Sept 13-17, Budapest

Coming down the Danube a dramatic view of Budapest first unfolds from the Buda looking across the river to Pest and the Parliament buildings. 

Crossing the river on one of its six or so bridges I floundered around to find my booked hostel, on the second floor above the very touristy Vaci Usta, but only reveals itself if you happen the know the address, #23

Budapest is one of the city destinations on this trip, perhaps the most important one for me.  It comes when I need a bit of a mental and physical break from my cycling, and it is one of those cities that has allure for me. My first morning found me in the National museum, where I hoped to fill in a few gaps in my understanding of Hungarian history.  The Magyars, found their way into Europe from middle Asia around the 8th century.  Hungary, as a name evolved from the Huns who preceded them but who retreated back into Asia and there is no relationship between the Magyars and the Huns.  Magyarorszag is the Hungarian name for their country. 

Ethnically the Magyars have created a gap in the Slavic world of Slovakia, The Czech Republic, The Ukraine and others to the north and Bulgaria to the south. Mediterranean Romanians form a rough eastern border. Of course the European diaspora of the last 1000 years has greatly stirred the pot, but these borders are still very important. 

It is interesting to me that the Hungarians consider the nation began around 1000 with its conversion to Christianity by its king and patron Saint Stephen (Istvan).  The same thing happened in Norway at the same time by its king and patron saint Olav.   Something about the time I guess and wonder how prevalent this was around Europe at that time.

The Magyar position in central Europe has continually been under pressure from outside.  At one time the Hungarian empire spread much more widely but with pressure back and forth from the Ottomans from the south east, the Hapsburgs from Austria, and Russians from the North West.  German settlements were encouraged to help repel these pressures.  Hapsburg control in Hungary weakened in 1948 with a rebellion attempt but lead to the Austro-Hungary Empire that lasted until WWI.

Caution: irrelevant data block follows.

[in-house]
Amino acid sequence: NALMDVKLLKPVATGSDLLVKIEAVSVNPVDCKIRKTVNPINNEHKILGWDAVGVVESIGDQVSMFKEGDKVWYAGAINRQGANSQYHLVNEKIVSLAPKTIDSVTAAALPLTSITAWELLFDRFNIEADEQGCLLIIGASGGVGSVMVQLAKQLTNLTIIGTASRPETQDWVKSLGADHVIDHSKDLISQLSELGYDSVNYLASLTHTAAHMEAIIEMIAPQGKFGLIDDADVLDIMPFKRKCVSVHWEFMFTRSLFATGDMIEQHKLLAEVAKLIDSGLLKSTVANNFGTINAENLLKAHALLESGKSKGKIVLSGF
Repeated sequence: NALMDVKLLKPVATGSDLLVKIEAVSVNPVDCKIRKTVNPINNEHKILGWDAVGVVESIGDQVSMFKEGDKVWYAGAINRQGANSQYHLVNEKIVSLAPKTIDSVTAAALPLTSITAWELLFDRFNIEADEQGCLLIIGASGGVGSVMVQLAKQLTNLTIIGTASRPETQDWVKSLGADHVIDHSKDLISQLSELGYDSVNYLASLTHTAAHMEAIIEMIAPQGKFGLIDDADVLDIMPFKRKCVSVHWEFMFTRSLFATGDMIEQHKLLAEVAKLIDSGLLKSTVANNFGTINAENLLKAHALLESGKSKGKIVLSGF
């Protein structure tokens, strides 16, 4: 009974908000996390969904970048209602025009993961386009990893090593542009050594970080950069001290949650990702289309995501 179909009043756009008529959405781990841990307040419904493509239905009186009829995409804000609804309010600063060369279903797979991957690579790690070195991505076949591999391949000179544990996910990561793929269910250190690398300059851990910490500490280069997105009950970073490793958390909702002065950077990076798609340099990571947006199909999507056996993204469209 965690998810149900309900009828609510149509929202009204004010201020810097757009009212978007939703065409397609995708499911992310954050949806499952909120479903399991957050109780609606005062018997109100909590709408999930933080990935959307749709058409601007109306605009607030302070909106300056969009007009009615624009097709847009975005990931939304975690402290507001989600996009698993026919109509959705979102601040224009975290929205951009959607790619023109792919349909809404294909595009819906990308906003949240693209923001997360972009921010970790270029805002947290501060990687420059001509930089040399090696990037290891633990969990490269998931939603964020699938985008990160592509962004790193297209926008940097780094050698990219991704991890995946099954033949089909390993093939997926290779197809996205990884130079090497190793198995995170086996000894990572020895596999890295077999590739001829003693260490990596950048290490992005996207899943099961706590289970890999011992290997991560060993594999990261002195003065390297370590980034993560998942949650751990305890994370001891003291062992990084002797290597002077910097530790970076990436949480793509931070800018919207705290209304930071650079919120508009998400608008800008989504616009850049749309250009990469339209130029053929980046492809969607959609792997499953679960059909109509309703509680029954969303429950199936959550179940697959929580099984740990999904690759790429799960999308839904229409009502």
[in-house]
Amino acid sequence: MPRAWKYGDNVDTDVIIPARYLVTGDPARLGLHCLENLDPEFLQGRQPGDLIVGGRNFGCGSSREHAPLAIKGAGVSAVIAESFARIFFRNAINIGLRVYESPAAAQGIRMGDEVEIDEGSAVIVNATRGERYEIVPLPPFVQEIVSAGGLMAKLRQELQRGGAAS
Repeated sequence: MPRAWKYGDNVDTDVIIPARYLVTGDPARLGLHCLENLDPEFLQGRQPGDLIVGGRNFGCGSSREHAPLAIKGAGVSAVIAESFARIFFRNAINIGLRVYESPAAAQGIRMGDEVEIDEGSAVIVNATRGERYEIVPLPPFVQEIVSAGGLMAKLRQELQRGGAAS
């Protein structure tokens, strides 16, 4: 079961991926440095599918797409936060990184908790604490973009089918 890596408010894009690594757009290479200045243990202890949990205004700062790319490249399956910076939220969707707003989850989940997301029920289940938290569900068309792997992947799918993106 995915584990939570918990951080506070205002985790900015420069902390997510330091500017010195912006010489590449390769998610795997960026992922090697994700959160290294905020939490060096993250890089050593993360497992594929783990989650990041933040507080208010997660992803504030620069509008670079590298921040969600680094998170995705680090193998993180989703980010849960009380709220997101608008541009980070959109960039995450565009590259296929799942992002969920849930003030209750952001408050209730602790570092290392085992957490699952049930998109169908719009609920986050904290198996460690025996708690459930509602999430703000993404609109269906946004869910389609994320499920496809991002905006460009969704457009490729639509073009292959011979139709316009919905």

The Trianon Treaty in 1920 hit Hungary Hard.  Having chosen the wrong side in WWI Hungary lost 2/3 of its territory, ½ of its people and 1/3 of ethnic Hungarians.  Hungary resisted getting into WWII for a while but internal factors and the possibility of getting some of its losses back had them again entering the war on the wrong side.  Today 10 million Magyar live in Hungary, 5 million outside Hungary.

St. Stephens

Budapest today is a wonderful place to walk around, which is largely what I did.  Many of its streets are car free and the baroque architecture (for me, anything ornate), mostly from the late 19th century is candy to the eyes.  It is very much of a tourist city and so it is hard to pick out who would be local and who not.  The modern parliament, most tourist facilities and the tourist centric activity emanate in Pest, the part of the city on the east bank of the Danube.  Buda, the more traditional capital is a city of hills.  Buda Castle and many of the upscale living quarters are on the west bank.  I spent the better part of one day walking those hills, and when I wanted a thermal bath I chose one in Buda. 

The Central Market

Buda Castle

Street Happenings

Electic Car

Beer Can Sculpture

In searching out my next moves I was sent from a bike shop to a specific book store where I found a cycle atlas for Hungary from which I have created my path out of Budapest and out to the eastern part of the country.  My main option had been to stay on the Danube following it south into Serbia and onwards.  That option is off for now, and hopefully by Sunday night I will be well on my way into the Hungarian Puszta.

About kenmyhre

I am a retired educator, computer professional. Now I like to travel the world by bicycle, on foot and periodically on skis
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1 Response to Budapest

  1. Russell & Carol Sellick says:

    Thanks for the great description and the pictures. From Carol and Russell

    Russell Sellick


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